James Huang is president of Sperry Commercial Global Affiliates, and brings more than 20 years of experience in the commercial real estate industry and currently sits on several advisory boards of both local and national industry organizations including AREAA (Asian Real Estate Association of America) of which he is President-elect of the 15,000 member organization. James successfully led a team of real estate professionals who shared the same innovative approach to commercial real estate; a belief in the power of superior market knowledge and exceptional client service including at one point running seven offices throughout Southern California and over 130 commercial brokers.
Just yesterday (6/16/20), AREAA kicked off a successful Virtual Policy Summit where our very own Barrett Burns was privileged to introduce the keynote speaker – former Secretary of Commerce and former Secretary of Transportation Norman Mineta. At the Summit, AREAA also shared the results of their latest research study – State of Asia America Report. For some fascinating insights, please read on…
1) Asian American/Pacific Islanders (AAPIs) are the leading demographic (behind Caucasians) for homeownership. Why do you think homeownership is an investment AAPIs are willing to make?
For many of our community members, owning a home means we’ve finally arrived. Home ownership for many of us is a testament of financial stability and it is a means to create wealth that we can pass along from generation to generation. My parents first bought their home for $50,000. It’s now valued to be over $800K. They would not have thought that the home would appreciate that much and it could be a source of income during retirement or something that they may eventually pass on to their children. That’s why at AREAA, we are passionate about home ownership because it creates wealth and prosperity for families.
2) What are some highlights of the Asian Real Estate “State of Asia America” Report?
3) With the economic uncertainty looming ahead, what do you think this report will look like next year?
Depending on how we rebound in the next six months, it could impact median income for many Asian-Americans. Next to the Hispanic population, Asian-Americans have been negatively impacted in jobs and income due to the pandemic. There are thousands of Asian-American business owners who are struggling to stay afloat during this challenging time. However, Asians are very entrepreneurial and creative so we’ll find opportunities to survive this pandemic. As a community, we are known for our resiliency and resourcefulness. I don’t doubt that many of us will find other ways to generate income.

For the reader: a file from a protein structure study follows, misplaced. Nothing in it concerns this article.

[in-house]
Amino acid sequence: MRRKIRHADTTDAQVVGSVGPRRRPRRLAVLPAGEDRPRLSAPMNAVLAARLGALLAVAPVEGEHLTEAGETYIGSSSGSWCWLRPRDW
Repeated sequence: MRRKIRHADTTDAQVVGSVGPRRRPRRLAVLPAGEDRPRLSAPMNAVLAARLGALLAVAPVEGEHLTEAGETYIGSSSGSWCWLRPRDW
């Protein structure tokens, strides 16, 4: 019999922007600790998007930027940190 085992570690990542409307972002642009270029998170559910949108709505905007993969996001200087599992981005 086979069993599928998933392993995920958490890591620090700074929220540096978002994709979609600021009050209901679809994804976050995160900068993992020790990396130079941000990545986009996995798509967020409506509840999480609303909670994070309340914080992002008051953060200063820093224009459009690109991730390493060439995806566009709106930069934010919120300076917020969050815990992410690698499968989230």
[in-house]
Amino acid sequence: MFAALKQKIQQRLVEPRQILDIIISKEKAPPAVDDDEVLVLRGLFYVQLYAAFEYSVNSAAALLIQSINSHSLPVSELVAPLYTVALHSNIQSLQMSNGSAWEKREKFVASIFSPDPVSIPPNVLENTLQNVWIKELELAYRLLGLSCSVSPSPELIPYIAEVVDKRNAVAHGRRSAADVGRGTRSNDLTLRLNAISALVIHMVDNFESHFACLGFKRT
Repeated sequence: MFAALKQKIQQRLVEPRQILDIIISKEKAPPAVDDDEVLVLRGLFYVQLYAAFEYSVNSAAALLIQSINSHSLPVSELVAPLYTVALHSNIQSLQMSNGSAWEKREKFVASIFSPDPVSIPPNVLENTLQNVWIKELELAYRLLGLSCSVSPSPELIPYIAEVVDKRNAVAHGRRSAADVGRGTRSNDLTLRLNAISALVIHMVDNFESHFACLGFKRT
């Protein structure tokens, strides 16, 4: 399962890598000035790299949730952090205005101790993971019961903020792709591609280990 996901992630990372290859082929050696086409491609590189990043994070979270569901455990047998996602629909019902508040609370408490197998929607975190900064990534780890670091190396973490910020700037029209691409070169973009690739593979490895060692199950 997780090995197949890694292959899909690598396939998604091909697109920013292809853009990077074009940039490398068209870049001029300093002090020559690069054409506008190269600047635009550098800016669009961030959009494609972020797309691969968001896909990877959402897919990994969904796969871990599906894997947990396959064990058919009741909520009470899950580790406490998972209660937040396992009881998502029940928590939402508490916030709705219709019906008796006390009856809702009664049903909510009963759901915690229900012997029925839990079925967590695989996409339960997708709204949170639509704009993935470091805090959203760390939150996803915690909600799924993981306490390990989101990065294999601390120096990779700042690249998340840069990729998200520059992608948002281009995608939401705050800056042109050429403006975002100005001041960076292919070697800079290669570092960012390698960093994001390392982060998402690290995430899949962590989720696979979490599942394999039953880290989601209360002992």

4) What are some obstacles for homeownership for AAPI audiences? And what are some solutions that can help them?
For the most part, affordability is a huge obstacle for our community. If you look at our population, we are in high-cost markets like LA, SF, NY, Boston. It takes time to save for a down payment since we have it in our minds to put down 20%.
Other barriers include thin credit and that’s why we are working to make changes in the underwriting process to allow other credit scoring models in the marketplace. We believe that alternative credit scoring models beyond FICO will open doors of opportunity not just to AAPIs but to other communities of color.
5) Many AAPI have faced discrimination, accusations and are subject to horrific acts of prejudice in the wake of the COVID-19 pandemic. What statement or position has AREAA taken to reassure and support its community during these difficult times?
It is unfortunate that the rhetoric against Asian-Americans have been perpetuated by hate and ignorance about COVID-19. We’ve been partnering with members of the Asian American Congressional Caucus and other AAPI organizations to affirm our community members that while we are being targeted by hate crimes and prejudice, we respond with acts of kindness. What do I mean by that? Well, if you look at what our members and chapters have done these few months since the pandemic started, we’ve gone to hospitals and healthcare institutions to donate not just masks and PPEs but also food for healthcare providers and those in the frontline. Some of our members have made masks and donated it as well. Some have donated their own money for charitable causes to help with the pandemic. It’s amazing how our community is responding to all this. We know that we will emerge from this pandemic as stronger and better individuals.